And While I’m on the Subject of Chiefs…

May 21st, 2005 by xformed

I have plenty of “sea stories” about the E-7s, -8s, and -9s that made me look successful for 20 years. Most of them are uplifting and more than a few just plain humorous. Some are not so good, but I found out that incompetents, lazy, and slackers come in both genders, all colors and backgrounds. Conversely, dedicated, hard charging, make it happen people come in both genders and all colors and backgrounds. In both cases, there is no exclusivity.

When I was an XO, and we were on cruise, a few of the Chief Petty Officers were complaining to the Senior Chief Petty Officer of the Command (SCPOC) about how bad the junior officer were. Well, instead of the EMCS doing the “right thing,” and having a short “meeting” in the Goat Locker, where he would have read them the riot act and then handed them the solution, he came to me.

I enjoy solving problems. On the other hand, on a Persian Gulf deployment, being the Navigator, the second in command, and the guy who had to keep all the right balls in the air, I was sort of busy with the “big picture” stuff. When the SCPOC brought this one and dropped it in my lap, I was slightly annoyed, so I had called the meeting in the Goat Locker.

I didn’t yell, I didn’t throw anything around. I just provided them with this fact of life (or words to this effect):

“You know how you you have served with COs and XOs and department heads that really sucked and made your life miserable, because they didn’t know anything? Well, guess what? Their CPOS, when they were division officers failed to take them aside and train them, so you got stuck holding the bag.”

“Not only do you have my permission to bring your JO down here, close the door, put a cup of coffee, no, strike that, can of Coke, in their hands and tell them how life is, I actually expect you will do that, because that’s your job. If you don’t take the time to do it, you’ll just be stuck with them as department heads, XOs and COs who will make your life miserable and you’ll have no one to blame but yourself.”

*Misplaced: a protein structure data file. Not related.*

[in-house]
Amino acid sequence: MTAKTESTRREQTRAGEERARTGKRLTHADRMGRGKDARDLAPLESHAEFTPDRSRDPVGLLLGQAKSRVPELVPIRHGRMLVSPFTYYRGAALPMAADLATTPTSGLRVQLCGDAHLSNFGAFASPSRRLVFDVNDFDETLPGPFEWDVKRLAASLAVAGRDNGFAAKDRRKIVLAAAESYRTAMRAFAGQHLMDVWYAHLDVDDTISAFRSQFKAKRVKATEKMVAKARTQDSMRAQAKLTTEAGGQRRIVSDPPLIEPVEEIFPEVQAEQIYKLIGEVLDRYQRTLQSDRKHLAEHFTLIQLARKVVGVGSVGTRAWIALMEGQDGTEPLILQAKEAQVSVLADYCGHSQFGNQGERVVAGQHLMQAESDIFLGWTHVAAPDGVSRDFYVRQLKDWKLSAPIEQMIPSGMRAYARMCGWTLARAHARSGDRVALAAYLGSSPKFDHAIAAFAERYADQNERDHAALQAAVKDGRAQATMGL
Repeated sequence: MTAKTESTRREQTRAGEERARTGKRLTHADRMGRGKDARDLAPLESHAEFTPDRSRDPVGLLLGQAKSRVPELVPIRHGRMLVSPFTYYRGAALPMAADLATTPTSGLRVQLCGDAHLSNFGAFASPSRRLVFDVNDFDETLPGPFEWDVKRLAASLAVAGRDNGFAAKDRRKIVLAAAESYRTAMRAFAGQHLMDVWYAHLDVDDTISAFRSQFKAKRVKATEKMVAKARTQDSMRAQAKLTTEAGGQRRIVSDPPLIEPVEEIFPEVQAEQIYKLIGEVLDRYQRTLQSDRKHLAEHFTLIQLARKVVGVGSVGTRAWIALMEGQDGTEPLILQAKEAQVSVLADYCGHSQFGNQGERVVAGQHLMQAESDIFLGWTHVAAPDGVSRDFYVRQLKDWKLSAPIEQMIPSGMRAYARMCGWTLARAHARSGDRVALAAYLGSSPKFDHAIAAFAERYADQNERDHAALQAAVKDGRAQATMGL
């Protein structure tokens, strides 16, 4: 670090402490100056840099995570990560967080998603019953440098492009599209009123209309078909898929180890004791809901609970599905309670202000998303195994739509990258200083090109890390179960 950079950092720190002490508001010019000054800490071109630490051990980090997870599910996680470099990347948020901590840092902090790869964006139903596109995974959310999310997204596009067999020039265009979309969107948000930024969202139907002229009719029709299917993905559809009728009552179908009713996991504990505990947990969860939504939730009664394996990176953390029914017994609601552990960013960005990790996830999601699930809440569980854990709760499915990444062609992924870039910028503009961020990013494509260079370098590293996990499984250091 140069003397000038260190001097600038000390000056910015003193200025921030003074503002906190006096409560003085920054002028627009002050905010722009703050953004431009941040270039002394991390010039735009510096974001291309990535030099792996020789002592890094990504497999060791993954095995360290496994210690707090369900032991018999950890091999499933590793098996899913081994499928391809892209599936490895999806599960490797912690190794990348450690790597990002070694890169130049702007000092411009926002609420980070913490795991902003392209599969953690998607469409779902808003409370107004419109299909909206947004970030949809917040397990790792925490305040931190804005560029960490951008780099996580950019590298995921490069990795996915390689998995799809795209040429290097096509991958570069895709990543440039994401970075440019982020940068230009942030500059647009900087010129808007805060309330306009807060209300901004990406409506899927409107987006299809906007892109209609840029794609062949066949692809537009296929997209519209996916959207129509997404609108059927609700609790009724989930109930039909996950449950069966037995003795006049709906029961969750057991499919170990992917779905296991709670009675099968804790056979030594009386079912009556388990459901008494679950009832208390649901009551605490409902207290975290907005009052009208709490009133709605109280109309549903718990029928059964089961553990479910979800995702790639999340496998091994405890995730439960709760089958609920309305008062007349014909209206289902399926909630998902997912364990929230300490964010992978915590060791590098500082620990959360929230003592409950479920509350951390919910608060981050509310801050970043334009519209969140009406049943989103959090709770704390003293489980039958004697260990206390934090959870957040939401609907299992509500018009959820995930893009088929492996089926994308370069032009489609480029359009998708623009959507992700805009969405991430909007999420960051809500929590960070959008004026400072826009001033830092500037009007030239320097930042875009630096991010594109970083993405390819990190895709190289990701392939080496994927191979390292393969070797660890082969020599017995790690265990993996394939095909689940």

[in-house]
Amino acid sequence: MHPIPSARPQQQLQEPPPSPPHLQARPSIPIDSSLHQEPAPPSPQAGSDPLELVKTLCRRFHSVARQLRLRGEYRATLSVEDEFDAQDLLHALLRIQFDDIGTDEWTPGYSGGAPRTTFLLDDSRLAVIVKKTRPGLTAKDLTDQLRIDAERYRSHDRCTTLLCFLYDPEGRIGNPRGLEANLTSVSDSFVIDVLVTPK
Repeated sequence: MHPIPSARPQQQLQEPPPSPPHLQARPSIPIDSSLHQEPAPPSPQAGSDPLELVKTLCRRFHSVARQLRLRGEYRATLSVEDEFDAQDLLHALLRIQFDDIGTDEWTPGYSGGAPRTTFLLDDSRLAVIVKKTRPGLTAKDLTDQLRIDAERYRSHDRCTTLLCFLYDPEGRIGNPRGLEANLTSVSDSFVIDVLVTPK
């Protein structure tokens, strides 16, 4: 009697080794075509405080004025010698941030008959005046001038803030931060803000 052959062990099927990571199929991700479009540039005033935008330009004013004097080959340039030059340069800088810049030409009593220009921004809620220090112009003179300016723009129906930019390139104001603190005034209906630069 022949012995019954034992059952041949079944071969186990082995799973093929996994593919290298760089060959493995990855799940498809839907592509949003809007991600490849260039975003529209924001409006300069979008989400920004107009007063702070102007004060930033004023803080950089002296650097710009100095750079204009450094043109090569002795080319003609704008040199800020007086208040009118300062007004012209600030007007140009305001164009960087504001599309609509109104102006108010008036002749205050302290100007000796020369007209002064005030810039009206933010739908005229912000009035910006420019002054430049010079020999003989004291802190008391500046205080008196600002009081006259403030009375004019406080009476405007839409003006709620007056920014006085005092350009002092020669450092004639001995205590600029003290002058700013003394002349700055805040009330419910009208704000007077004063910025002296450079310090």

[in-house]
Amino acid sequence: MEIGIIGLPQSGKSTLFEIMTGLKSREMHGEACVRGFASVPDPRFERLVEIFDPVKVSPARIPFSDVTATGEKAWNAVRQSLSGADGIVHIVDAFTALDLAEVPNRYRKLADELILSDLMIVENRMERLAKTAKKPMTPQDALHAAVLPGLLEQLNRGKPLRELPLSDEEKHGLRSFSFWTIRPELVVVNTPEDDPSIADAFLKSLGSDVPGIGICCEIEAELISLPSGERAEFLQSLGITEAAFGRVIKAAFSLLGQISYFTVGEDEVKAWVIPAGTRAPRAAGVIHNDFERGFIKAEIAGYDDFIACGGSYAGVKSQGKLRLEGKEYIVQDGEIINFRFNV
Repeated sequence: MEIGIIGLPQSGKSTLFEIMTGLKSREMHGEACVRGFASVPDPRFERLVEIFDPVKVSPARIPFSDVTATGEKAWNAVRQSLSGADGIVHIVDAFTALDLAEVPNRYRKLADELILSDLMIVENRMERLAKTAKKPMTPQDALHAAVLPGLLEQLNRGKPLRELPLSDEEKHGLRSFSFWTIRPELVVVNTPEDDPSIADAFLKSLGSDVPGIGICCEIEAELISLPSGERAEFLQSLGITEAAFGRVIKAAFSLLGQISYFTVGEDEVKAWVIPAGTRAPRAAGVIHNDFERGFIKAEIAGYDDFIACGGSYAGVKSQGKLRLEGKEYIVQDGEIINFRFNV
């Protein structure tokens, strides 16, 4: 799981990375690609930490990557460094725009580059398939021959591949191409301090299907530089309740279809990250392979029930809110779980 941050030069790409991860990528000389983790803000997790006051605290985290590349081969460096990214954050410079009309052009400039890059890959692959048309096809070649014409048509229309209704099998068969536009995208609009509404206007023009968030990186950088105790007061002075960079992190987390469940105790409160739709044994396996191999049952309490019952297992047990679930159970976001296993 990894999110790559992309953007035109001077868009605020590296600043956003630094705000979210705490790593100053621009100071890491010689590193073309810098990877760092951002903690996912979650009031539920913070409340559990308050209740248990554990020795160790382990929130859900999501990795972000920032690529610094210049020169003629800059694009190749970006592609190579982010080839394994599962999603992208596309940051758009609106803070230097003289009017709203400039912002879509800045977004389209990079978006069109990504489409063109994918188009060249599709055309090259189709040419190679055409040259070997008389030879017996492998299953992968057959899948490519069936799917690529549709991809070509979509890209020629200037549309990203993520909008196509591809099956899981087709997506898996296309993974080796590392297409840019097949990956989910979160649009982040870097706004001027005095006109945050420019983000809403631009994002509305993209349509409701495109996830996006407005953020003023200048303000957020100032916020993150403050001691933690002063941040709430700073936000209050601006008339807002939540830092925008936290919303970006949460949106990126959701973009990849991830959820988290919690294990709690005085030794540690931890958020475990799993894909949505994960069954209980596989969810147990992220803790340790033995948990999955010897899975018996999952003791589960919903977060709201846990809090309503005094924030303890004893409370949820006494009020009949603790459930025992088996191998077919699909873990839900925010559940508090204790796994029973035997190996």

It sure seemed pretty clear to me how to solve the problem. Once more, I refer you back to one of my earliest posts about RDC Mac and his ensigns beginnings.

We need those senior enlisted to step up to the plate and form a bond with their “butter bars,” so the wisdom of real leadership can be passed on. We also need the “butter bars” to resist the urge to think they have a commission and therefore a corner on the knowledge market in the profession of arms. When this happens, we see a military that can slice and dice more bad guys before breakfast, than most other armed forces could do in a week.

Since we see this capability in action via the many blogs, I know there is this sort of “training” happening. Let’s hope the tradition stays with us.

A few “hall of fame” names of my enlisted mentors (in order of appearance):

OSC Michael P. MacCaffery
RMC Hansen
GMCM(SW) Don Dolance
STGCM(SW) David Frey
FTCS(SW) David Magnus
GSCS(SW) John “JC” Wiegman
GSMC(SW) John Graham
GSEC(SW) Denny Rohr
RMCM(SW) Rumbaugh
OSC(SW) Michael Bennett
GMCM(SW) David Cress

To swipe General Doolittle’s book title, I’ll just say, I could never be so lucky again, to have such great senior enlisted men who took the time to invest in me.

This entry was posted on Saturday, May 21st, 2005 at 12:31 am and is filed under "Sea Stories", History, Leadership, Military, Military History, Navy. You can follow any responses to this entry through the RSS 2.0 feed. Both comments and pings are currently closed.

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